After 15 years at Stockland Green, new Head of School Rebecca Goode understands its place in the community – and now she wants to encourage locals to pay a visit.
Mrs Goode, who started her new role at the start of term, is keen to get parents through the school gates and engage with what goes on at the Slade Road site, which is part of the respected Arthur Terry Learning Partnership (ATLP).
She said: “A close relationship with our parents is a really important priority for us, and this year we’re looking for opportunities to get them back inside the building, to see what goes on here and understand how their children spend their days.
“A visit to the school can provide a window into their child’s world, because otherwise they only find out from what their child tells them. We want parents to come in and see for themselves.
“The school has always been at the heart of the community and it’s important that we engage with families, and build up a healthy, happy dialogue. This is their school.”
Mrs Goode joined Stockland Green in 2007 as a newly qualified teacher, having given up a successful career as a diamond valuer in Birmingham’s Jewellery Quarter to follow her passion for education and art.
She said: “When I joined Stockland Green the school was still in its old building, so a great deal has changed. It was also a year before it federated with Arthur Terry School, becoming the first school to join what would become the ATLP.
“It has been a real privilege to be part of the journey the school has been on, and I’m very proud to now be in a position where I can help it to continue to flourish and develop.”
One thing that has developed over that time is Stockland Green’s family culture and ‘open door’ ethos, something that Rebecca is determined to build on.
She said: “We are small secondary school, with just 750 students, which we see as an advantage that we can capitalise on.
“Being a small school means that everybody knows everybody. For the staff, even if you don’t teach a child you tend to get to know them through other activities, and the staff all know each other too, with a real team spirit.
“It’s important that a school operates under one vision – it’s something we’re really passionate about – and I think that can be easier to achieve in a smaller school.”
Key to the success of Stockland Green is the school’s innovative approach to supporting students.
Mrs Goode said: “We are very open to innovation and change. We are happy to embrace and try new things in the interests of the children, to ensure they thrive and get the support they need.
“In particular, we excel at looking at our children holistically. Stockland Green is not an exam results factory. Our school is about supporting our children to be safe and to make positive life choices, to be active members of their community and contribute positively when they are adults.
“Students’ wellbeing is also a very big priority for us. We know there are some challenges in the community we serve, and we always acknowledge and respond to them appropriately, with the child’s best interests at heart.”
Among the positive outreach ideas employed by Stockland Green is ‘Feelgood Friday’, where all teachers are encouraged to call at least one parent to tell them about how well their child has done that week.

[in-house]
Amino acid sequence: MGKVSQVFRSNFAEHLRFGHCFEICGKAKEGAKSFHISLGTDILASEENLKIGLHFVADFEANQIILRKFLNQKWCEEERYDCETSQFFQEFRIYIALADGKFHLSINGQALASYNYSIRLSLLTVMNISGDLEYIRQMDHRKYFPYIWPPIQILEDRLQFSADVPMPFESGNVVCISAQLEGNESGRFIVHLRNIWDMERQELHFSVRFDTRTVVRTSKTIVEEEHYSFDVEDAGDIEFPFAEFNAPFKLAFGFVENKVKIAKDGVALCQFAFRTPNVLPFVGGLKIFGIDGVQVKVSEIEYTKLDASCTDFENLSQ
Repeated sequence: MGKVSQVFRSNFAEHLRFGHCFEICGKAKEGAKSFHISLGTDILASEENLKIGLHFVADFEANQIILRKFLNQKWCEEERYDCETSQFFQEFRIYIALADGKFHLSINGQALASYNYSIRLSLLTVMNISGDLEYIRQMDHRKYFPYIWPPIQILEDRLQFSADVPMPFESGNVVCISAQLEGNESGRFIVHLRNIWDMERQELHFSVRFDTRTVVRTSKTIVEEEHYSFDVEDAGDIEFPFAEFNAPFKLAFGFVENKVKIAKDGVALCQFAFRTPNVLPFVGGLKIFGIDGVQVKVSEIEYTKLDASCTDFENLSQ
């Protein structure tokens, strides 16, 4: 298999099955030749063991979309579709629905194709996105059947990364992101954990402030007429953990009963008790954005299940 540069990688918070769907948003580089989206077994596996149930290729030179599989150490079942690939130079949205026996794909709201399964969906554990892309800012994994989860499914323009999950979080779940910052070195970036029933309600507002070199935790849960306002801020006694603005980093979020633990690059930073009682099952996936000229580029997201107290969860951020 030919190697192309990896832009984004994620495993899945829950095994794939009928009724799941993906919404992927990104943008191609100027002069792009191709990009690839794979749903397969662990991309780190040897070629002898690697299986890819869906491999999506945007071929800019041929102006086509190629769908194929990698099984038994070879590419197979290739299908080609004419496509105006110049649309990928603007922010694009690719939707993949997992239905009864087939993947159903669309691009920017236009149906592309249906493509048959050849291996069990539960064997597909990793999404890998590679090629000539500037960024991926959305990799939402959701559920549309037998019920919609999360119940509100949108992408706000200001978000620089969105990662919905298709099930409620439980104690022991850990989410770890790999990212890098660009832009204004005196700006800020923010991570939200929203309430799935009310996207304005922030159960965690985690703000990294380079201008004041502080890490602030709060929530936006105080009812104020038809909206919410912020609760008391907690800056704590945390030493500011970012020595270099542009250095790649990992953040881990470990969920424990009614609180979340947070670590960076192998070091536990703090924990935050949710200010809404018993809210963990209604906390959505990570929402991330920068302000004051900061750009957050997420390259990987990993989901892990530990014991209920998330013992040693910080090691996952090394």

Mrs Goode explained: “It’s a simple idea that everyone enjoys, because it spreads good news about the children from inside the school, out into the community and into the homes of our families. It can be anything from celebrating good behaviour to academic achievement to showing a caring attitude to classmates.”
Student leadership is also an important part of life at Stockland Green.
“It is important that the children have a say and are heard,” Mrs Goode said. “There are lots of things that they can influence in terms of the school and a strong student voice provides a pulse of what life at the school is like, and what the teenage experience is like for them.
“Our school motto is ‘aspire, believe, achieve’ and I think a strong student voice helps the children fully engage with that mentality, by ensuring that they are part of the school’s decision making.”
“I think that it’s so important that we look at each child as an individual, to discover their passions, and find out what levers there may be to inspire them.”
Stockland Green was the first school to link up with Arthur Terry, joining what would become the ATLP. Now staff benefit from being part of a partnership of 19 schools.
Mr Goode said: “There has been a huge amount of support from ATLP. I’ve done quite a few different roles at the school over the years, and there has always been an opportunity to network with people in similar roles in the ATLP, to share their ideas and expertise.
“I also really value the way that each school can retain its individuality, while still being part of the ATLP family – that’s a key thing for me, as it means that each school can react to and acknowledge the differences in the communities we serve.”
Mrs Marie George, Stockland Green’s former headteacher, has now become Secondary Strategic Lead at the ATLP, working in tandem with the partnership’s schools.
Richard Gill CBE, CEO of the ATLP, said: “Few people know Stockland Green quite like Rebecca, who has been a part of the school’s journey ever since it first teamed up with Arthur Terry.
“As Head of School I know she will work closely alongside Mrs George and continue to drive the caring, community-minded ethos of Stockland Green, that aims to inspire the students and staff to achieve their full potential.”
New Stockland Green Head of School Rebecca Goode: “I think that it’s so important that we look at each child as an individual, to discover their passions, and find out what levers there may be to inspire them.”